Do you struggle to get down to the nitty-gritty of writing? Maybe you get distracted easily, or maybe you find that you’re not meeting your requirements as you go. Moving at a glacial pace, never settling into a
groove, waiting for inspiration to strike but stymieing it with everyday concerns or interruptions. A productive writing session is like a skittish animal, if you’re ill-prepared when you approach it, you won’t even have a chance to kiss it goodbye.
Like so many things in life, improvement on this front is completely achievable, with a degree of discipline. Writing is your job, and whilst it’s important to feel passionate about it, free from pressure, you must take it seriously. Take it from the most prolific writer of our time, and probably ever: Stephen King.
King manages at least 6 pages a day, or every other day. By making it clear to himself that writing a set amount is a requirement, another day at the office, he finds that it alleviates the pressure to write perfectly, making room for productive editing as time goes by, because there’s all the more material to actually work with once you just get on with it. So, how does he get himself into this mindset?
Concerning how he churns out so much material: “You can read anywhere, almost, but when it comes to writing… your writing room… should be (humble). It really needs only one thing: a door which you are willing to shut. The closed door is your way of telling the world that you mean business; you have made a serious commitment to write and intend to walk the walk as well as talk the talk.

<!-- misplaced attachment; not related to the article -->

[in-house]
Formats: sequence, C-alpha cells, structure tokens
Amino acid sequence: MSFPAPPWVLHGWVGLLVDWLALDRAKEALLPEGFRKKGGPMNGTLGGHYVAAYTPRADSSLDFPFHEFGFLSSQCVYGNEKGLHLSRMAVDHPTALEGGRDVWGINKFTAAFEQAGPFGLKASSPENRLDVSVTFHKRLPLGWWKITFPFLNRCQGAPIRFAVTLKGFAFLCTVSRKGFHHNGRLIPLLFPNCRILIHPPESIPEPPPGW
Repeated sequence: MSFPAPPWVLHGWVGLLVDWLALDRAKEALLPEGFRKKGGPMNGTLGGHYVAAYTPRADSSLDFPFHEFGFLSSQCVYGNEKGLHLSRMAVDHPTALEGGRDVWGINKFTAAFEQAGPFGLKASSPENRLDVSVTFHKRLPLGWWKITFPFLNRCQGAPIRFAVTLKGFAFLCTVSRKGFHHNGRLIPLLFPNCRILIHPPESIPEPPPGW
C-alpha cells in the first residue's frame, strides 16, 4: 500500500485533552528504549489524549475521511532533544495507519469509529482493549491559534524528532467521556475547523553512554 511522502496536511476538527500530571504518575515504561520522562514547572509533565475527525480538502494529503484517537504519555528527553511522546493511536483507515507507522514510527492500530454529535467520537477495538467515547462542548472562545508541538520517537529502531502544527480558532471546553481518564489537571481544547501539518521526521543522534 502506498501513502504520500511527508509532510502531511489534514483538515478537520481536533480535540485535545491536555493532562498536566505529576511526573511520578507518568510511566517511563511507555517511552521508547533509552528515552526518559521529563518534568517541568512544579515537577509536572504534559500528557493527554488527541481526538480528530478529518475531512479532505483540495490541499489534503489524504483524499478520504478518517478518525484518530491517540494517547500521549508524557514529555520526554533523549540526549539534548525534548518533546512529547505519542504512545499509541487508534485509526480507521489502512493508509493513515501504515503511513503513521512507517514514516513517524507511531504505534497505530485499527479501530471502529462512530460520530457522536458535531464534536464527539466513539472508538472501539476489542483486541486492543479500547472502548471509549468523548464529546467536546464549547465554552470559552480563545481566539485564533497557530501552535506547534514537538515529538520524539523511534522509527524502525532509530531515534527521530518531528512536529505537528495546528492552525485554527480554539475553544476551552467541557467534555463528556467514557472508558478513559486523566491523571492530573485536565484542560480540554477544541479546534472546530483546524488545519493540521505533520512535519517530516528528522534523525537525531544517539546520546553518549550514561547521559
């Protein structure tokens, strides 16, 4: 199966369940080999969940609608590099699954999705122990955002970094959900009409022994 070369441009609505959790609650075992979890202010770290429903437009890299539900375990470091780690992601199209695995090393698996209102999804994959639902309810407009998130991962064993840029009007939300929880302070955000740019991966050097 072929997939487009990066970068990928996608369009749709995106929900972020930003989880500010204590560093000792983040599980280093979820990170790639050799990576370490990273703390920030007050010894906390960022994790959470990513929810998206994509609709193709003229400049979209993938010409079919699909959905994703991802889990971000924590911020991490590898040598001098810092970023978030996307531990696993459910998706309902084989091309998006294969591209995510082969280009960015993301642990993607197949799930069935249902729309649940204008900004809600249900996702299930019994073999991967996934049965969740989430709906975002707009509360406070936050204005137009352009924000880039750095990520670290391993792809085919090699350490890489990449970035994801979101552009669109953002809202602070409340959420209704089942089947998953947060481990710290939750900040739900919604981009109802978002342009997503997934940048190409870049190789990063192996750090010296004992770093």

By the time you step into your… writing space and close the door, you should have settled on a daily writing goal… With that goal set, resolve to yourself that the door stays closed until that goal is met… If possible, there should be no telephone in your writing room, … no TV or videogames for you to fool around with. If there’s a window, draw the curtains or pull down the shades unless it looks out at a blank wall. For any writer, but for the beginning writer in particular, it’s wise to eliminate every possible distraction.”
Now, not everyone is Stephen King. As a matter of fact, next to no-one is, but what remains helpful in this quote is the sentiment: Distraction is the enemy, and the only solution is discipline. It is easier now, more than ever, to get distracted, to convince yourself that you’re on a well deserved break, or that you’ll get inspired by scrolling Twitter for a little while (this has never ever happened). Reject the inclination, take care of yourself, put aside time to go outside and enjoy yourself, but then it’s writing time: It is time
to write. You ought it to yourself to pursue your work utterly.